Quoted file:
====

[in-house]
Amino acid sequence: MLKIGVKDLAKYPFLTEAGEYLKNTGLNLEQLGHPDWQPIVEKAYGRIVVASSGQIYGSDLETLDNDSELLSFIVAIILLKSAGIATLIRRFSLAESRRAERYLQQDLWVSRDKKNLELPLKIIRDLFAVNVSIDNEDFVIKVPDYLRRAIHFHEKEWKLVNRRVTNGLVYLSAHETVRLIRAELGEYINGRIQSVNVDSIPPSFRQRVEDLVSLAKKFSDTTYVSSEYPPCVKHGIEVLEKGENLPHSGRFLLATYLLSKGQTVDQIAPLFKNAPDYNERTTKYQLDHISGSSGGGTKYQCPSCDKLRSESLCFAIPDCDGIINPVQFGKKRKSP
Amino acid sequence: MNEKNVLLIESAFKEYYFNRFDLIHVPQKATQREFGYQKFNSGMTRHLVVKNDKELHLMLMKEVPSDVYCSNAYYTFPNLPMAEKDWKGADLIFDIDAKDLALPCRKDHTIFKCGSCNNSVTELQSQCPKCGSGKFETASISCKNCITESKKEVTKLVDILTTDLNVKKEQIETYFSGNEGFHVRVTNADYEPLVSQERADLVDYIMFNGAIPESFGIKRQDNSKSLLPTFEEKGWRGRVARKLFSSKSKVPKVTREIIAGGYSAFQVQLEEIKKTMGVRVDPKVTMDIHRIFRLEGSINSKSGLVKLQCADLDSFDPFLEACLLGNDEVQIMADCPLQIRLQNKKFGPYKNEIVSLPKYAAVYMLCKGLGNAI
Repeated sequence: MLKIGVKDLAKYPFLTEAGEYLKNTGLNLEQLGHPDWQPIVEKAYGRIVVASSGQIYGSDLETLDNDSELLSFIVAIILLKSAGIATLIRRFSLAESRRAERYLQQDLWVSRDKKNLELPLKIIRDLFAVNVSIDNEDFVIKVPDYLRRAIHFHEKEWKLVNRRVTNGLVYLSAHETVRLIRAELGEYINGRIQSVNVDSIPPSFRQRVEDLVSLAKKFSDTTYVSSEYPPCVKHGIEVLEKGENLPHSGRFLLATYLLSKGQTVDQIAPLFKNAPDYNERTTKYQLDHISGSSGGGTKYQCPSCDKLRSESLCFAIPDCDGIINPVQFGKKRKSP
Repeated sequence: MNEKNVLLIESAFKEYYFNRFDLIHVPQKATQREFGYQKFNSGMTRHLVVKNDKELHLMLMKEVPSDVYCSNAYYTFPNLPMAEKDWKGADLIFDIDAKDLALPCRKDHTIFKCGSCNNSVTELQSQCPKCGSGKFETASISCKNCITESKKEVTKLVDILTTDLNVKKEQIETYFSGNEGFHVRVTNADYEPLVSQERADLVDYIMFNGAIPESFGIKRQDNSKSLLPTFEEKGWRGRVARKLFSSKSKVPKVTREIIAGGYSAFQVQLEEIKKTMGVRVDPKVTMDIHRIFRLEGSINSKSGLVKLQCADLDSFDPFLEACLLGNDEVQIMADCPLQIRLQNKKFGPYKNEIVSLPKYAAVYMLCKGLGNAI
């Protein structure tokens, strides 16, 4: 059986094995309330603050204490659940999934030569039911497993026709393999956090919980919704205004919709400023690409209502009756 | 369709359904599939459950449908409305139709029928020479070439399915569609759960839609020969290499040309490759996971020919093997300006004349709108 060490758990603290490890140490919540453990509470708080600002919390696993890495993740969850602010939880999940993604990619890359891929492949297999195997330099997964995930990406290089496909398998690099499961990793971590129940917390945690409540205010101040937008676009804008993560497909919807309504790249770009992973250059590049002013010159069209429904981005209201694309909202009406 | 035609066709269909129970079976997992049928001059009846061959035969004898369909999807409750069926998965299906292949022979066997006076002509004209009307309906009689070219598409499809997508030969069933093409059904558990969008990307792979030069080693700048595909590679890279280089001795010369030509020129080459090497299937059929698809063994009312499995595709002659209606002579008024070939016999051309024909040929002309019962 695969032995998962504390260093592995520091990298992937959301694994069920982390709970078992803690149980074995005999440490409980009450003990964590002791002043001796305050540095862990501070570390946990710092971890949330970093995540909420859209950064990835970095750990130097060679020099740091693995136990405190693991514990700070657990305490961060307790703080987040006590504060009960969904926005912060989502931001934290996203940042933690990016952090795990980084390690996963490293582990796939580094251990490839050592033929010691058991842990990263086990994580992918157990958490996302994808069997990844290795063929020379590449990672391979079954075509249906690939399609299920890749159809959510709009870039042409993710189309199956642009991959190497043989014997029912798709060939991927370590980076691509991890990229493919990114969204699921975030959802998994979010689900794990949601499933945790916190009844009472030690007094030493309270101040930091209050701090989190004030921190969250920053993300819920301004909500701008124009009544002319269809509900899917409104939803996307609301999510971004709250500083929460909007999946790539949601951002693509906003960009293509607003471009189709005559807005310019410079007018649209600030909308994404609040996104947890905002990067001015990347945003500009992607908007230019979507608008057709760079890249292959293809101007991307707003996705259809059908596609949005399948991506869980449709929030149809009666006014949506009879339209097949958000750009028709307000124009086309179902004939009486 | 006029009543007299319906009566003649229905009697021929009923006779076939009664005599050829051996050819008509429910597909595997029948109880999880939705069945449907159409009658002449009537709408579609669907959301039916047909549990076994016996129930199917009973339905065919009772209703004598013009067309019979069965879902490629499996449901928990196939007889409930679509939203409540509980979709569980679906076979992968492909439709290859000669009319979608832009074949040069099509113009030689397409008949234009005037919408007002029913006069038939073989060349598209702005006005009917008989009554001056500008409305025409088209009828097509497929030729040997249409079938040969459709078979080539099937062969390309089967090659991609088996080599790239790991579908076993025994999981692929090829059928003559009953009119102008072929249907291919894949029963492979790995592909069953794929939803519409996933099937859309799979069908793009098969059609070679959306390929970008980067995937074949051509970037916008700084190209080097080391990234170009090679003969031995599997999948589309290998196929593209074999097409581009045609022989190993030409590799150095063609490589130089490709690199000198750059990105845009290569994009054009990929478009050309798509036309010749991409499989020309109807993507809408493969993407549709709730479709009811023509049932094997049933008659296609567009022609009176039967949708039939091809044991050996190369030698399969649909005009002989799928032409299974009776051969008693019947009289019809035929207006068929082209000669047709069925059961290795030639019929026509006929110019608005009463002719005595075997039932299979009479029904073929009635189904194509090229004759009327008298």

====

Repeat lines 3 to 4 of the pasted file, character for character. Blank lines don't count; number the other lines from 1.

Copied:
Amino acid sequence: MNEKNVLLIESAFKEYYFNRFDLIHVPQKATQREFGYQKFNSGMTRHLVVKNDKELHLMLMKEVPSDVYCSNAYYTFPNLPMAEKDWKGADLIFDIDAKDLALPCRKDHTIFKCGSCNNSVTELQSQCPKCGSGKFETASISCKNCITESKKEVTKLVDILTTDLNVKKEQIETYFSGNEGFHVRVTNADYEPLVSQERADLVDYIMFNGAIPESFGIKRQDNSKSLLPTFEEKGWRGRVARKLFSSKSKVPKVTREIIAGGYSAFQVQLEEIKKTMGVRVDPKVTMDIHRIFRLEGSINSKSGLVKLQCADLDSFDPFLEACLLGNDEVQIMADCPLQIRLQNKKFGPYKNEIVSLPKYAAVYMLCKGLGNAI
Repeated sequence: MLKIGVKDLAKYPFLTEAGEYLKNTGLNLEQLGHPDWQPIVEKAYGRIVVASSGQIYGSDLETLDNDSELLSFIVAIILLKSAGIATLIRRFSLAESRRAERYLQQDLWVSRDKKNLELPLKIIRDLFAVNVSIDNEDFVIKVPDYLRRAIHFHEKEWKLVNRRVTNGLVYLSAHETVRLIRAELGEYINGRIQSVNVDSIPPSFRQRVEDLVSLAKKFSDTTYVSSEYPPCVKHGIEVLEKGENLPHSGRFLLATYLLSKGQTVDQIAPLFKNAPDYNERTTKYQLDHISGSSGGGTKYQCPSCDKLRSESLCFAIPDCDGIINPVQFGKKRKSP